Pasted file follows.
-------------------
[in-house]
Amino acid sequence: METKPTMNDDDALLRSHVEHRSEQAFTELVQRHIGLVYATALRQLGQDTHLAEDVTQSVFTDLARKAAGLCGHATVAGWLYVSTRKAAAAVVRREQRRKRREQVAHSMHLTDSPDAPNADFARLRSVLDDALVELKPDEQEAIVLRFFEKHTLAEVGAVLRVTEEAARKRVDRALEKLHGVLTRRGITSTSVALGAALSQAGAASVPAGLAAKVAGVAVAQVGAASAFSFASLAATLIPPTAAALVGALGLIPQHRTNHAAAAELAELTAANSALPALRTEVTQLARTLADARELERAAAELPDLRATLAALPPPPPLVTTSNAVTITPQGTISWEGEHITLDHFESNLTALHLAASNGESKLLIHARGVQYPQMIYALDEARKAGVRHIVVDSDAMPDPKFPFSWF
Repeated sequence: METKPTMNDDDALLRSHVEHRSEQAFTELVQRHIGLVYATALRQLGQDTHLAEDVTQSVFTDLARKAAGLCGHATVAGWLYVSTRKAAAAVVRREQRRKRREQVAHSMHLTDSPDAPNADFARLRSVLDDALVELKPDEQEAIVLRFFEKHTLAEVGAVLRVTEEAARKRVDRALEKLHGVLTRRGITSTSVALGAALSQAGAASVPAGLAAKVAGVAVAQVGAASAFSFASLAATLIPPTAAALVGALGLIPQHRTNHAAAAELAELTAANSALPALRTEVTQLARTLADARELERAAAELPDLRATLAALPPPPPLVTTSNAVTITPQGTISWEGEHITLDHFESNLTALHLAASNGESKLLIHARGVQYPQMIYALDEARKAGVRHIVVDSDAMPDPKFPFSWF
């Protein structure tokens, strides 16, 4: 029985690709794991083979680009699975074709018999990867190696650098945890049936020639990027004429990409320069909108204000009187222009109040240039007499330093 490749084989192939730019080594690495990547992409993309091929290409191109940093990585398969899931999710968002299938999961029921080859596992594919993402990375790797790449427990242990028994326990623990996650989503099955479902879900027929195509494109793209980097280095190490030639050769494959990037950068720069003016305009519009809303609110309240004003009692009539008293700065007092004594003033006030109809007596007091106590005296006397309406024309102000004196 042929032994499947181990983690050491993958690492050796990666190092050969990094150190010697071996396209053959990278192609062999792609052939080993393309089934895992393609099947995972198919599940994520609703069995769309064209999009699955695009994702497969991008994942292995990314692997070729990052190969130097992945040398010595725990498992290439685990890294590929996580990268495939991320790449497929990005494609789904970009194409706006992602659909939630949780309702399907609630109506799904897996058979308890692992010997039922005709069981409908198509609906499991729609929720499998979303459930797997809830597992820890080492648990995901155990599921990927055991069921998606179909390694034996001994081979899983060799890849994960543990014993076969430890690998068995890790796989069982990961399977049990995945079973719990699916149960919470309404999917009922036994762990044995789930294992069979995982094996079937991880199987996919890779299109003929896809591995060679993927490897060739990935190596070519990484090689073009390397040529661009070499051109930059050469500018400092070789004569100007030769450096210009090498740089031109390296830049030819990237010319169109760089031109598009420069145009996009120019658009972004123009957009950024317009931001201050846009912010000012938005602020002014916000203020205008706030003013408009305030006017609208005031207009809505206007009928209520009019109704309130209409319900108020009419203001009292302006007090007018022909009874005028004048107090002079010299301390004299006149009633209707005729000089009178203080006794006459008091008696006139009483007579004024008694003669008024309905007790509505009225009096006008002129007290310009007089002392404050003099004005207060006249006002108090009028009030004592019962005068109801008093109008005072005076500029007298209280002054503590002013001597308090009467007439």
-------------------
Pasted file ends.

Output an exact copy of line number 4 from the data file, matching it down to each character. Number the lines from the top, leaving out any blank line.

């Protein structure tokens, strides 16, 4: 029985690709794991083979680009699975074709018999990867190696650098945890049936020639990027004429990409320069909108204000009187222009109040240039007499330093 490749084989192939730019080594690495990547992409993309091929290409191109940093990585398969899931999710968002299938999961029921080859596992594919993402990375790797790449427990242990028994326990623990996650989503099955479902879900027929195509494109793209980097280095190490030639050769494959990037950068720069003016305009519009809303609110309240004003009692009539008293700065007092004594003033006030109809007596007091106590005296006397309406024309102000004196 042929032994499947181990983690050491993958690492050796990666190092050969990094150190010697071996396209053959990278192609062999792609052939080993393309089934895992393609099947995972198919599940994520609703069995769309064209999009699955695009994702497969991008994942292995990314692997070729990052190969130097992945040398010595725990498992290439685990890294590929996580990268495939991320790449497929990005494609789904970009194409706006992602659909939630949780309702399907609630109506799904897996058979308890692992010997039922005709069981409908198509609906499991729609929720499998979303459930797997809830597992820890080492648990995901155990599921990927055991069921998606179909390694034996001994081979899983060799890849994960543990014993076969430890690998068995890790796989069982990961399977049990995945079973719990699916149960919470309404999917009922036994762990044995789930294992069979995982094996079937991880199987996919890779299109003929896809591995060679993927490897060739990935190596070519990484090689073009390397040529661009070499051109930059050469500018400092070789004569100007030769450096210009090498740089031109390296830049030819990237010319169109760089031109598009420069145009996009120019658009972004123009957009950024317009931001201050846009912010000012938005602020002014916000203020205008706030003013408009305030006017609208005031207009809505206007009928209520009019109704309130209409319900108020009419203001009292302006007090007018022909009874005028004048107090002079010299301390004299006149009633209707005729000089009178203080006794006459008091008696006139009483007579004024008694003669008024309905007790509505009225009096006008002129007290310009007089002392404050003099004005207060006249006002108090009028009030004592019962005068109801008093109008005072005076500029007298209280002054503590002013001597308090009467007439």